Alien malware a rising threat to mobile banking users

The Alien malware has quickly become a popular choice for cybercriminals to commit bank fraud. Here's why.

For over a decade, computer users have been plagued by malicious programs designed to steal their online banking credentials and initiate fraudulent transactions from their accounts. As mobile banking gained more adoption over the years, these programs followed the trend and jumped from computers to smartphones. One of the most widely used Android banking Trojans was abandoned by its creators last month, but the gap left in the cybercrime ecosystem is rapidly being filled by an even more potent one dubbed Alien.

"Not only is there an increase in the number of new Android banking Trojans, many of them also bring innovative features," researchers from cybercrime intelligence firm ThreatFabric said in a recent report. "More and more Trojans embed features that enable the criminals to take remote control of the infected device (RAT) — like the Alien Trojan itself — in order to perform the fraud from the victim’s device. We also notice an interest from actors in recording and stealing more information surrounding the victim. How that information will be used or monetized can vary; it is just a matter of time before actors find out about the value of such information."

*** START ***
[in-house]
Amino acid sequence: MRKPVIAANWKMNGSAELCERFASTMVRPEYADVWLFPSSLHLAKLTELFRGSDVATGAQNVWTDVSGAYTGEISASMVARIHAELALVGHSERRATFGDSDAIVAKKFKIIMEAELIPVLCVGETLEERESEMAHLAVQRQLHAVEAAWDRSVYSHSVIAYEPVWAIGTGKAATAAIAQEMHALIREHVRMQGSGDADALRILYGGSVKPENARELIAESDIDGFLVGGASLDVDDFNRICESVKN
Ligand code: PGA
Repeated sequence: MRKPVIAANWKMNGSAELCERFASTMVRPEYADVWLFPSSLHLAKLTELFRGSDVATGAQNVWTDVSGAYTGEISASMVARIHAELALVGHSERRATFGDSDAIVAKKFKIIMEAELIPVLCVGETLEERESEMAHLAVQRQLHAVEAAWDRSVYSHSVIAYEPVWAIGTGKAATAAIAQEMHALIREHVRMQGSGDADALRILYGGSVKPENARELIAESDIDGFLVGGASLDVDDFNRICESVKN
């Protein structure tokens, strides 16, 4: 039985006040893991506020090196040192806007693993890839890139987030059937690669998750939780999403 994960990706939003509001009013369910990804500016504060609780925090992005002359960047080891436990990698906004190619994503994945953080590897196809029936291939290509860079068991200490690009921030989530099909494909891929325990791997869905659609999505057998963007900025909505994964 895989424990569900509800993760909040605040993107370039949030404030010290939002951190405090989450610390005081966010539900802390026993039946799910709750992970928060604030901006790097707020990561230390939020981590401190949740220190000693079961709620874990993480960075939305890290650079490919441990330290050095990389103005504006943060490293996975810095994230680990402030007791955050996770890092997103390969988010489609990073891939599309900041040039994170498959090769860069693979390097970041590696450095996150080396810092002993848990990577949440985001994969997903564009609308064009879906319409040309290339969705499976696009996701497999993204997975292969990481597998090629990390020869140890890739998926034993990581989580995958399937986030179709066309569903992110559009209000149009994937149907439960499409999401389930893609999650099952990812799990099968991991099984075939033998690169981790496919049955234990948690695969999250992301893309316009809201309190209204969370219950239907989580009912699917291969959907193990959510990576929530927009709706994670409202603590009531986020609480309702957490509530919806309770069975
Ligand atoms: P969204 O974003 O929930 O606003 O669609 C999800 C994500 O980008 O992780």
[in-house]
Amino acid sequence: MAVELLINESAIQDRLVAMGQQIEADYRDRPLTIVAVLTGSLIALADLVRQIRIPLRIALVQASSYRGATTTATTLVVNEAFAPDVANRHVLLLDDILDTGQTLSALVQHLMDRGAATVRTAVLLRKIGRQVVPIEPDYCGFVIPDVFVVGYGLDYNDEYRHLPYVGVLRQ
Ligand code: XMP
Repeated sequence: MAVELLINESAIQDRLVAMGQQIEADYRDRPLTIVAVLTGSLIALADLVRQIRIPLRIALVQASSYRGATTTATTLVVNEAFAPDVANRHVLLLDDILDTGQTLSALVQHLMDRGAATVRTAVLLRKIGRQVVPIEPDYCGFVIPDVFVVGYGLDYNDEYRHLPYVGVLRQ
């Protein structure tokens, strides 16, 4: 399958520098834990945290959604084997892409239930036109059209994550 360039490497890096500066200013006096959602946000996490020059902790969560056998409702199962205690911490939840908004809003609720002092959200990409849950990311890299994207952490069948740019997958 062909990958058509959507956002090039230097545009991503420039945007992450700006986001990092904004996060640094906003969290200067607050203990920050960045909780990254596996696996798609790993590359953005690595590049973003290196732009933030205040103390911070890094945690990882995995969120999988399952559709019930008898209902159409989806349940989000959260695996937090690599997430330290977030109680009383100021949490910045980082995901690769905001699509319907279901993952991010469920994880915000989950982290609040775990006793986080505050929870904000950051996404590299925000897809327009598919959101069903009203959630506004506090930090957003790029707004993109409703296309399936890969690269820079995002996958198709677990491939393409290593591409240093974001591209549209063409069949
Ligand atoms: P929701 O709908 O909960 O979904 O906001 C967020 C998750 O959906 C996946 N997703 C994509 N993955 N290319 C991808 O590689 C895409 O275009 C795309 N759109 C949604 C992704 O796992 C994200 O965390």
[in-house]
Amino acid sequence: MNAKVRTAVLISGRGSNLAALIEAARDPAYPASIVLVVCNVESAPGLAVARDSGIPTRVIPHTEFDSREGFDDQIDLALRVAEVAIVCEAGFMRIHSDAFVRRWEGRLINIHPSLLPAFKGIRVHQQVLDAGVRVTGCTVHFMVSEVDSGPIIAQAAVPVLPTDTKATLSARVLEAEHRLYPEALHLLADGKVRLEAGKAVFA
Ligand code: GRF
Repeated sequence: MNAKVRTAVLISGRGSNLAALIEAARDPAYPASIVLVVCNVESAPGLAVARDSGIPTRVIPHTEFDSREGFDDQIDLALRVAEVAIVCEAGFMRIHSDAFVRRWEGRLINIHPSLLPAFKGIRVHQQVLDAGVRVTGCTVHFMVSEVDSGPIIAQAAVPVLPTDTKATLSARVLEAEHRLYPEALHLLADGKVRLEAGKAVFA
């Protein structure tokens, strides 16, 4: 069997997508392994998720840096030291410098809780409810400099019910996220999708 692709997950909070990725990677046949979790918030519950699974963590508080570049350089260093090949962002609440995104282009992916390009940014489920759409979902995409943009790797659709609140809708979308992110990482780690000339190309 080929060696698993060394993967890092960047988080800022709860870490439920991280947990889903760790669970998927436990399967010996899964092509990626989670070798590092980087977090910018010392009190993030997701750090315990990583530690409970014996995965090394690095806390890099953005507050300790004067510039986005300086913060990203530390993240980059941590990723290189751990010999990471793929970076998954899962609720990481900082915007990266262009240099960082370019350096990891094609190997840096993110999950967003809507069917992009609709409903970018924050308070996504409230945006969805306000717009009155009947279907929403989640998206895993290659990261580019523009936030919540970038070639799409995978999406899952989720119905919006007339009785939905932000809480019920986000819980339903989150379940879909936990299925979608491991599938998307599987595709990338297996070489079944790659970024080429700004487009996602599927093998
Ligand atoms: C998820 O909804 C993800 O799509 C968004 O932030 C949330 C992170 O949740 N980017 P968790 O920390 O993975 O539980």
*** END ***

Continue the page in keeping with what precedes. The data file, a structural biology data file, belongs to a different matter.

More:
The death of Cerberus 

Since 2014, several Android banking Trojans dominated the mobile threat landscape for various lengths of time. It started with the GM Bot and continued with Marcher, Exobot, Red Alert, Anubis and finally Cerberus, which appeared in 2019 and quickly rose to prominence. Most of these Trojans followed a malware-as-a-service model, where their creators marketed and rented out access to their Trojans and infrastructure to other cybercriminals.

Cerberus was successful and had a long list of features including the ability to display rogue screens over other apps (dynamic overlays), keylogging, SMS harvesting and sending, call forwarding, contact list stealing, device and app information collection, app installation and removal, and screen locking. The Trojan was designed to target seven French banking apps, seven US banking apps, one Japanese banking app and 15 non-banking apps.

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